Secretary of Supreme National Security Council Ali Shamkhani echoed the comments by Zarif Aug. 8. He said that the original money given to the United States for the sale of arms was suspended after the revolution. He added that Iran had attempted to retrieve the money on previous occasions as well.

Join hundreds of Middle East professionals with Al-Monitor PRO.

Business and policy professionals use PRO to monitor the regional economy and improve their reports, memos and presentations. Try it for free and cancel anytime.

Already a Member? Sign in


The Middle East's Best Newsletters

Join over 50,000 readers who access our journalists dedicated newsletters, covering the top political, security, business and tech issues across the region each week.
Delivered straight to your inbox.


What's included:
Our Expertise

Free newsletters available:

  • The Takeaway & Week in Review
  • Middle East Minute (AM)
  • Daily Briefing (PM)
  • Business & Tech Briefing
  • Security Briefing
  • Gulf Briefing
  • Israel Briefing
  • Palestine Briefing
  • Turkey Briefing
  • Iraq Briefing

Premium Membership

Join the Middle East's most notable experts for premium memos, trend reports, live video Q&A, and intimate in-person events, each detailing exclusive insights on business and geopolitical trends shaping the region.

$25.00 / month
billed annually

Become Member Start with 1-week free trial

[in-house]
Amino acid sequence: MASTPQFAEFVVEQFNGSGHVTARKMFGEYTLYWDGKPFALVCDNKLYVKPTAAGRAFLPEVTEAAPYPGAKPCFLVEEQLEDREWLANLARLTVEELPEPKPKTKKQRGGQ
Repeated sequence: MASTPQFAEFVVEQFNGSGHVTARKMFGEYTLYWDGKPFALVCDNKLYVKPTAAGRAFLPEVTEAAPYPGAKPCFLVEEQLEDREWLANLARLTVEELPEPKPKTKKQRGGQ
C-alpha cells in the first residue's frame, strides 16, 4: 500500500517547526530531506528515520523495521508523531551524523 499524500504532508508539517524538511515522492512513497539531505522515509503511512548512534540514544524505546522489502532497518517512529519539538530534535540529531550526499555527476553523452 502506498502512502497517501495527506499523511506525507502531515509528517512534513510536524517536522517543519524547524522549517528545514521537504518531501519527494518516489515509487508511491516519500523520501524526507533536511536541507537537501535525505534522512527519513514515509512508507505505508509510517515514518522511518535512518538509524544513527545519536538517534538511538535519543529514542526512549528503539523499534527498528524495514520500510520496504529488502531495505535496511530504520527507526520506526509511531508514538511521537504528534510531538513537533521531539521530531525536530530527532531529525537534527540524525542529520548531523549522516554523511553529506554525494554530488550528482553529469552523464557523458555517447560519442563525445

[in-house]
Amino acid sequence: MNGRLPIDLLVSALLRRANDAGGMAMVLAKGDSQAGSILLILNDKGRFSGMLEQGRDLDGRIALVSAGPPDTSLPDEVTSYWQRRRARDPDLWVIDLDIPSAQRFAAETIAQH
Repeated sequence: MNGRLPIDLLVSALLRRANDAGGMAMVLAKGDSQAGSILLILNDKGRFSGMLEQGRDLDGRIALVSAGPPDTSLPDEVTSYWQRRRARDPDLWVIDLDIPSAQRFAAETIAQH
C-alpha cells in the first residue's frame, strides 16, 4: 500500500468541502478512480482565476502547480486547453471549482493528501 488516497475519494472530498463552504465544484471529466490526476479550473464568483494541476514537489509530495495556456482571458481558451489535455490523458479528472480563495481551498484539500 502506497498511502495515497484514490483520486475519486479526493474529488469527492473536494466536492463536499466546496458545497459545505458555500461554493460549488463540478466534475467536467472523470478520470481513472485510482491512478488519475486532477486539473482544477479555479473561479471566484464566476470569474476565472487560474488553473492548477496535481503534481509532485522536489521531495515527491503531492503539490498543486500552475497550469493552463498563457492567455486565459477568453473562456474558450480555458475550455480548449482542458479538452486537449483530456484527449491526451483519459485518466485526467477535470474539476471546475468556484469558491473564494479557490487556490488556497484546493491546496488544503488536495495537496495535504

What's included:
Our Expertise AI-driven

Memos - premium analytical writing: actionable insights on markets and geopolitics.

Live Video Q&A - Hear from our top journalists and regional experts.

Special Events - Intimate in-person events with business & political VIPs.

Trend Reports - Deep dive analysis on market updates.

All premium Industry Newsletters - Monitor the Middle East's most important industries. Prioritize your target industries for weekly review:

  • Capital Markets & Private Equity
  • Venture Capital & Startups
  • Green Energy
  • Supply Chain
  • Sustainable Development
  • Leading Edge Technology
  • Oil & Gas
  • Real Estate & Construction
  • Banking

We also offer team plans. Please send an email to and we'll onboard your team.

Already a Member? Sign in

The Middle East in your inbox Insights in your inbox.

Deepen your knowledge of the Middle East

Trend Reports

Saudi Crown Prince Mohammed bin Salman (4th R) attends a meeting with Chinese President Xi Jinping (3rd L) at the Great Hall of the People in Beijing on February 22, 2019. (Photo by HOW HWEE YOUNG / POOL / AFP) (Photo credit should read HOW HWEE YOUNG/AFP via Getty Images)

From roads to routers: The future of China-Middle East connectivity

A general view shows the solar plant in Uyayna, north of Riyadh, on March 29, 2018. - On March 27, Saudi announced a deal with Japan's SoftBank to build the world's biggest solar plant. (Photo by FAYEZ NURELDINE / AFP) (Photo credit should read FAYEZ NURELDINE/AFP via Getty Images)

Regulations on Middle East renewable energy industry starting to take shape

Start your PRO membership today.

Join the Middle East's top business and policy professionals to access exclusive PRO insights today.

Join Al-Monitor PRO Start with 1-week free trial